I recently found a blog post from Wolfram Alpha on using interactive info graphics to simulate how buildings can be built to withstand a large earthquake. It was written a year ago soon after the devastating earthquake and tsunami in Sendai, Japan area.

It is a difficult topic for those who were here in Japan when it happened. I was fortunate in a way to be in the U.S. when it occurred, but under unfortunate circumstances. My mother had a stroke and my sister passed away unexpectedly. I flew to the U.S. on a Monday, (after just having arrived back from an Apple conference in Singapore where I met Kim for the first time) and the earthquake happened on Friday. Today is the anniversary of my sister’s death and she has been on my mind a lot lately. I have also noticed a lot of small tremors lately and it makes me worried that I might not be lucky enough to be out of the country the next time.

For those who understand how to use Wolfram Alpha then the new Computational Document Format (CDF) might make sense to you. I find it over my head. I downloaded the CDF player, but then didn’t know what to do with it. However from the Wolfram Alpha blog site there were examples of interactive info graphics such as below.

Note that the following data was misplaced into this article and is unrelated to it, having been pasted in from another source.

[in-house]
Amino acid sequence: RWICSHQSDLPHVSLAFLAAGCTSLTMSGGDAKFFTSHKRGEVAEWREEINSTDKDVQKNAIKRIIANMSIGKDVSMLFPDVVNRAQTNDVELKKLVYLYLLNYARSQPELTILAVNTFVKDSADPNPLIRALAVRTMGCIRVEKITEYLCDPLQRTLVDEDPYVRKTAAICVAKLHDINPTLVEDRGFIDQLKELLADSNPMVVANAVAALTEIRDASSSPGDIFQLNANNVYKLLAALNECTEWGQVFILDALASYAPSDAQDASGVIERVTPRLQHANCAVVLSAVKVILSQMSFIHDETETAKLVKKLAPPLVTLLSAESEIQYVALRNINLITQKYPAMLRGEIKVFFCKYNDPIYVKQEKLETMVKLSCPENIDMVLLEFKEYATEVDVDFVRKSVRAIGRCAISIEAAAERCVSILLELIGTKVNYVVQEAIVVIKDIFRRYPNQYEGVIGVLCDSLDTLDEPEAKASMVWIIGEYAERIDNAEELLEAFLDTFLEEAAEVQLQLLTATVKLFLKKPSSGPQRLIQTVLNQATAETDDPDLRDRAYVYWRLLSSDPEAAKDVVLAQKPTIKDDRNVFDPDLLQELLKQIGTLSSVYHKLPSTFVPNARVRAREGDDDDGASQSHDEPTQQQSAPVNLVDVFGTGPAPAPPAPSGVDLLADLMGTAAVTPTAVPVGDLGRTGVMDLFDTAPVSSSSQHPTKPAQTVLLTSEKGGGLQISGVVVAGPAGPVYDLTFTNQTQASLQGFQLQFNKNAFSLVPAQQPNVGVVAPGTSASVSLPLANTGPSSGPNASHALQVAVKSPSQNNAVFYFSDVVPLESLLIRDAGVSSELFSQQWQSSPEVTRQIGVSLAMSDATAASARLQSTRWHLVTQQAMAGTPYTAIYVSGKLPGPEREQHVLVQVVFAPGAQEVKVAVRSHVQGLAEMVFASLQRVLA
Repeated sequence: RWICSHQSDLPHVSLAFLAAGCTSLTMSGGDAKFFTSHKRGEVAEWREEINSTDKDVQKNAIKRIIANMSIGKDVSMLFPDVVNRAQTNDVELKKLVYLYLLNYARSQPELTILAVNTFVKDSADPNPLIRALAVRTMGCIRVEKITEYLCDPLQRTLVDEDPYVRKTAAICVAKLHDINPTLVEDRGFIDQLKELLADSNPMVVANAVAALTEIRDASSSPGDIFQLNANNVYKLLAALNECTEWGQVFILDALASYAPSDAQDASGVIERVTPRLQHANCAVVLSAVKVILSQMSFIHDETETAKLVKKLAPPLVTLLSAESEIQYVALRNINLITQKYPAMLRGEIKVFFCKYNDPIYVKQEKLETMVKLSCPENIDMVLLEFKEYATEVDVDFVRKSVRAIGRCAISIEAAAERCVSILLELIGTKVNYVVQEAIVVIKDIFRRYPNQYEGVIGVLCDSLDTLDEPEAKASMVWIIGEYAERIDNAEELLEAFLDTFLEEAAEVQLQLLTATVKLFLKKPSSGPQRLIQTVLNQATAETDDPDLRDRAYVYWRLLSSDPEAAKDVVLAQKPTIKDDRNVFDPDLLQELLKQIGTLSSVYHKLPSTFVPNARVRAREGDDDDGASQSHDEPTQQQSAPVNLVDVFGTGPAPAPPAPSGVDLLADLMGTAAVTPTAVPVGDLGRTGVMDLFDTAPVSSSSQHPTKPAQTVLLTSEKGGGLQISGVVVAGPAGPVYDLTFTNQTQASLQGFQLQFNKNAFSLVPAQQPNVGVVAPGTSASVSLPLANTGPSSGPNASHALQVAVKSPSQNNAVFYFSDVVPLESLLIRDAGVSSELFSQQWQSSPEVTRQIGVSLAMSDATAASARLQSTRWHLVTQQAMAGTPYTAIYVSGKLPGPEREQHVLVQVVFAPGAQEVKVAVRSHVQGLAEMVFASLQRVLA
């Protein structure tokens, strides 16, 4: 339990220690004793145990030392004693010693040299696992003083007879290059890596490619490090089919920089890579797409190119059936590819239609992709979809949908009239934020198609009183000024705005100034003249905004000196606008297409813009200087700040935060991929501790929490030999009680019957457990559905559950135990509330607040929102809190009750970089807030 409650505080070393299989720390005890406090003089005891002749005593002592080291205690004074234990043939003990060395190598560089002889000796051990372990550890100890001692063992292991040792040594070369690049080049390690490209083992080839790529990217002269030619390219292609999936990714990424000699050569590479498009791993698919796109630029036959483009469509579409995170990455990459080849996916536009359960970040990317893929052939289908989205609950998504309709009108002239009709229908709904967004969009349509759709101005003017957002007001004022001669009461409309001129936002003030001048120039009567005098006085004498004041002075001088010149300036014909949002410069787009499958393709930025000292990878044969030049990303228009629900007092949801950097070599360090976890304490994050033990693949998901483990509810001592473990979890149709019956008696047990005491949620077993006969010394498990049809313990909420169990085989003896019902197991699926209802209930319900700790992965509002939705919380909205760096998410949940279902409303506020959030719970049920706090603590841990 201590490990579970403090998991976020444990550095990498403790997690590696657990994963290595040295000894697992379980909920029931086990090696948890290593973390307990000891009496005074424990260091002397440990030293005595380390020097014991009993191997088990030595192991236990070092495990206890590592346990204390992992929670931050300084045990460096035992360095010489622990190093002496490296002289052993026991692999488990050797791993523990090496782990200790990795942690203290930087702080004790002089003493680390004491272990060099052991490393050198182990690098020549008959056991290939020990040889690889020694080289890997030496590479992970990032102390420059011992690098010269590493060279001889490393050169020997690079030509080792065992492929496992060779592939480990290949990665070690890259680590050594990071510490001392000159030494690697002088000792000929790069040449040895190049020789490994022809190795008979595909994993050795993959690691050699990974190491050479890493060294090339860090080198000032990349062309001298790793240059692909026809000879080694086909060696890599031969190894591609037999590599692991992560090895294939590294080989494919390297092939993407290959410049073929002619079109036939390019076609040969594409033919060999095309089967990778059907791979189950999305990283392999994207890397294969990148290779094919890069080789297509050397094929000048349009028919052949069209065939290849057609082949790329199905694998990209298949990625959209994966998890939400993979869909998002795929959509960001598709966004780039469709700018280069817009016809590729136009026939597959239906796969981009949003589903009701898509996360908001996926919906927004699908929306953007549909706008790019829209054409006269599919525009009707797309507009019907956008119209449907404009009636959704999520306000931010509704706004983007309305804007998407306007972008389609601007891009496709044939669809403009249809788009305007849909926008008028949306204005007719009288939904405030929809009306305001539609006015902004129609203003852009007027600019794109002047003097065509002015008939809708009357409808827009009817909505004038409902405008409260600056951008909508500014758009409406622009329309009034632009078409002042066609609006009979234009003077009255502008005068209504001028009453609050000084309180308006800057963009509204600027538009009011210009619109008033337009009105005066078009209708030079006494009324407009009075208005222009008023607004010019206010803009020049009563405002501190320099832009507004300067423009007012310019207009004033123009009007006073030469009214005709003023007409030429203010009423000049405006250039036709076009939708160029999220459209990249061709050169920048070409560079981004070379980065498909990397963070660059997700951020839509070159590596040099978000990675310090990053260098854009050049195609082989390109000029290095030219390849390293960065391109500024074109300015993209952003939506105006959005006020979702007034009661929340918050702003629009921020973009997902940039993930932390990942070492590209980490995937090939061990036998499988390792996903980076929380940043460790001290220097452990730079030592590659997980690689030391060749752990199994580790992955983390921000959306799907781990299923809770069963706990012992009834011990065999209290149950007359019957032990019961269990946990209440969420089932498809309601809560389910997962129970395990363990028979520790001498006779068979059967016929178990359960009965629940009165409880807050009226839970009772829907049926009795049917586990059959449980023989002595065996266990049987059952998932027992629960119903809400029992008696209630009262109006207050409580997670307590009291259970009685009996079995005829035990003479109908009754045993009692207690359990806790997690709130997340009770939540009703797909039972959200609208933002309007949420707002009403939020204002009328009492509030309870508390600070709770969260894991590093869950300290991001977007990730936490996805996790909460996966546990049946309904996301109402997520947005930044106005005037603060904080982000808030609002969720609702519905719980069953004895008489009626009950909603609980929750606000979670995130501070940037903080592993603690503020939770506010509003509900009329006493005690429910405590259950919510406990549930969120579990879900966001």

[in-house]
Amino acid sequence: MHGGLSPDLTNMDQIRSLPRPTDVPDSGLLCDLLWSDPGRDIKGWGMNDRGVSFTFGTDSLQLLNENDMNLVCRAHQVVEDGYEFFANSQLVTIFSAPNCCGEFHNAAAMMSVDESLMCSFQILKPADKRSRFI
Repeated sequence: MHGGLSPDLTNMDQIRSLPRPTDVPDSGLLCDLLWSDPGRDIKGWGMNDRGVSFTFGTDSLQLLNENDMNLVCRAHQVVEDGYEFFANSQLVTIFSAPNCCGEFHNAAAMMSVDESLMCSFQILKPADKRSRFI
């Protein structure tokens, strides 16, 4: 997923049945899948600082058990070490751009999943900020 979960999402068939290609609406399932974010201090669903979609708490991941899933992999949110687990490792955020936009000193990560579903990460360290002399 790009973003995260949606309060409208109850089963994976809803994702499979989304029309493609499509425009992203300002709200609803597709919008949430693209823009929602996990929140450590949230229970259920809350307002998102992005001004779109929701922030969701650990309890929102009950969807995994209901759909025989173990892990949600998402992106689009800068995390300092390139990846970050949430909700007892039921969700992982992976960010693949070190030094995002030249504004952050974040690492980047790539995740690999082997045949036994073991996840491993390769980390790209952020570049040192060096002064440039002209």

Earthquakes are oftentimes caused at the boundaries of tectonic plates, which form huge faults on the surface. When large enough forces are applied in two different directions, they overcome the friction between the boundary and cause a sudden movement. The phenomenon, also known as strike-slip, is one of many mechanisms that causes earthquakes. The following animation simulates the strike-slip at a fault and seismic waves caused by it.

 Simulating Seismic Base Isolation

It is comforting to know that most of the buildings in Japan are built to withstand strong earthquakes. This model above helps me to appreciate how the Japanese build their high rise mansions.

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